BigO Tyres

Overcoming Overthinking Overcoming Overthinking
Overthinking. It is one of the biggest mental challenges in competitive sports. In my 16 years of practicing mental skills training, I have seen... Overcoming Overthinking

Overthinking. It is one of the biggest mental challenges in competitive sports. In my 16 years of practicing mental skills training, I have seen it happen across all sports, both genders, youth, collegiate and pros. No matter who you are, at some point, overthinking will show up. It’s simply a matter of time.  

On the field (court, course, etc.), overthinking translates to very specific body language. Can you guess what it is? Think about a time you (or your child) felt overwhelmed and started thinking way too much. What did you notice? What changed?  The tell tale sign of overthinking is … slow feet. When an athlete starts grinding away on thoughts, and especially emotions, the feet slow down. Way down.  

Why is overthinking such a common occurrence? There are several reasons.  

• AGE  Kids age 10-13 (pre-adolescence) go through the second biggest brain development phase of their life.  As a result, there is a lot of restructuring going on in the brain and their ability to be self-aware grows tremendously. This is a good thing long-term, but it can cause some short-stumbling blocks.  

• NERVOUSNESS & ANXIETY  Competitive sports are pressure-filled and high achievers tend to put a lot of pressure on themselves. Additional stress may come from parents, coaches and expectations (I must get a scholarship!). Consequently,  if an athlete is someone who is prone to stress, all of this pressure can create an overwhelming amount of mental stimulation.

• PERFECTIONISM  So many athletes suffer from perfectionism. That is, the expectation that anything that isn’t perfect is failure. This mindset leaves athletes feeling frustrated and creates worry about whether or not they will ever be successful.  In addition, nervousness and anxiety often follows.

Ironically, kids who struggle with overthinking when they are young gain an advantage over those who are able to keep it simple throughout their youth sport career. Don’t get me wrong, keeping it simple is key. However, if your first struggle is when you are 19 playing Div.-I college sports, that’s a tough environment to learn how to overcome overthinking. Tough, but not impossible. Kids who struggle when they are younger and learn to manage their thinking are able to build confidence in their ability to overcome future challenges. There’s no shortcut here.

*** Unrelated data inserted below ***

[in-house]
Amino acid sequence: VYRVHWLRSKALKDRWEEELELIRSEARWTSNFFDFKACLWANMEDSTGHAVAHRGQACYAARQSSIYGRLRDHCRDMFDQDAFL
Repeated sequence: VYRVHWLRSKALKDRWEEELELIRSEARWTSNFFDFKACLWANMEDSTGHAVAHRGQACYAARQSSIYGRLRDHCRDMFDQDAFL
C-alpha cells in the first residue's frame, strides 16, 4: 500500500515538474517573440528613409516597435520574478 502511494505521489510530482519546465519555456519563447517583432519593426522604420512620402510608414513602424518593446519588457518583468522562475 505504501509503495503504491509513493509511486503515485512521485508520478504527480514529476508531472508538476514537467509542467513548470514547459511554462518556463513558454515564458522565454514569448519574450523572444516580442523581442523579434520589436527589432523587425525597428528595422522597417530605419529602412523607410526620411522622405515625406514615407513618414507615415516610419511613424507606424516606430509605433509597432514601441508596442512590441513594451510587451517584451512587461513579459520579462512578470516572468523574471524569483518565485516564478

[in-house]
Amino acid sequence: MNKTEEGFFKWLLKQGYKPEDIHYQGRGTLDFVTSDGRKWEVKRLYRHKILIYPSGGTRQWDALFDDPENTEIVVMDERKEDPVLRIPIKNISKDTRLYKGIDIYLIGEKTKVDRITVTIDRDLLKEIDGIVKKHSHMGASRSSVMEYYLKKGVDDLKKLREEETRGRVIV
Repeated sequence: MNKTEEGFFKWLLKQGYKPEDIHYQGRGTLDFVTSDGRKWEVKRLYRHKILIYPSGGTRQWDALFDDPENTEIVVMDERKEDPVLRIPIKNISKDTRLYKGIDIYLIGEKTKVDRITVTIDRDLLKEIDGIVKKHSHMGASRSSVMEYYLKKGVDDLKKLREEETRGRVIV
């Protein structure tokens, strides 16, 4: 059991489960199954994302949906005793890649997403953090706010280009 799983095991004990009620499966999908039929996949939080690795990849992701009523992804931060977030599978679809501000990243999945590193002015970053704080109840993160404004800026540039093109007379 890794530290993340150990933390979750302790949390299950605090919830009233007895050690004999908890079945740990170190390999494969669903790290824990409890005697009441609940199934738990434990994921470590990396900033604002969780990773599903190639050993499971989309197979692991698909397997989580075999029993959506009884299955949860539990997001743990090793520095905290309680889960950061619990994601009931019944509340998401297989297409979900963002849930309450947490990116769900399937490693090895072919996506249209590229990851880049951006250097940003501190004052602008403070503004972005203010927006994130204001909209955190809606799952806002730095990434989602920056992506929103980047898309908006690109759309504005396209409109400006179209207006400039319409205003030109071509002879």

Can all of this overthinking be stopped? YES.

Here’s how: 

STEP 1: Build awareness

• In what situations do you tend to overthink? Missed shot on goal, (soccer)? Missed block on defense (volleyball)? When a coach/teammate yells at you?

• What do you say to yourself in those situations? “Why did you do that?”; “That was dumb!”; “Not again!”

• Does what you say to yourself help or hurt your performance? If the answer is, “It hurts my performance,” proceed to step 2. 

STEP 2: Create simple, concise, action-based instructions for each situation.


1. Missed shot = “Head down, far post”

2. Missed block = “Get up!”

3. Getting yelled at = “Soft touch, carry.”

STEP 3: Affirm success

It’s always important to remind yourself of what your consistent strengths are that hold up in various situations.  

1. “I’m a good decision maker under pressure.”

2. “I play hard in tough games.”

3. “I train hard and am in great shape.”

Thinking for excellence takes practice. Most athletes find it relatively easy to manage their thinking when things are going well. Consequently, the challenge is to manage thinking under pressure and after a mistake or two. Keeping your thoughts simple is mandatory for mental toughness. 

Haven’t mastered your mental game yet? Take pride in working through the hard stuff. Dealing with mental challenges is as important as any physical skill you possess. And, it’s guaranteed to pay dividends in your future, both in sports and beyond.

Erika Carlson is a certified mental trainer and owner of Excellence in Sports Performance in Pleasanton.


Follow SportStars on Twitter & Instagram | Like us on Facebook | Subscribe!

Mental Training, Strategy, Planning With Purpose Produces Positives. Sports Training.

Erika Westhoff

Erika Westhoff is the CEO and certified mental trainer at EW Performance in Pleasanton, CA. She has been a contributing author to SportStars since 2010.

No comments so far.

Be first to leave comment below.

Your email address will not be published. Required fields are marked *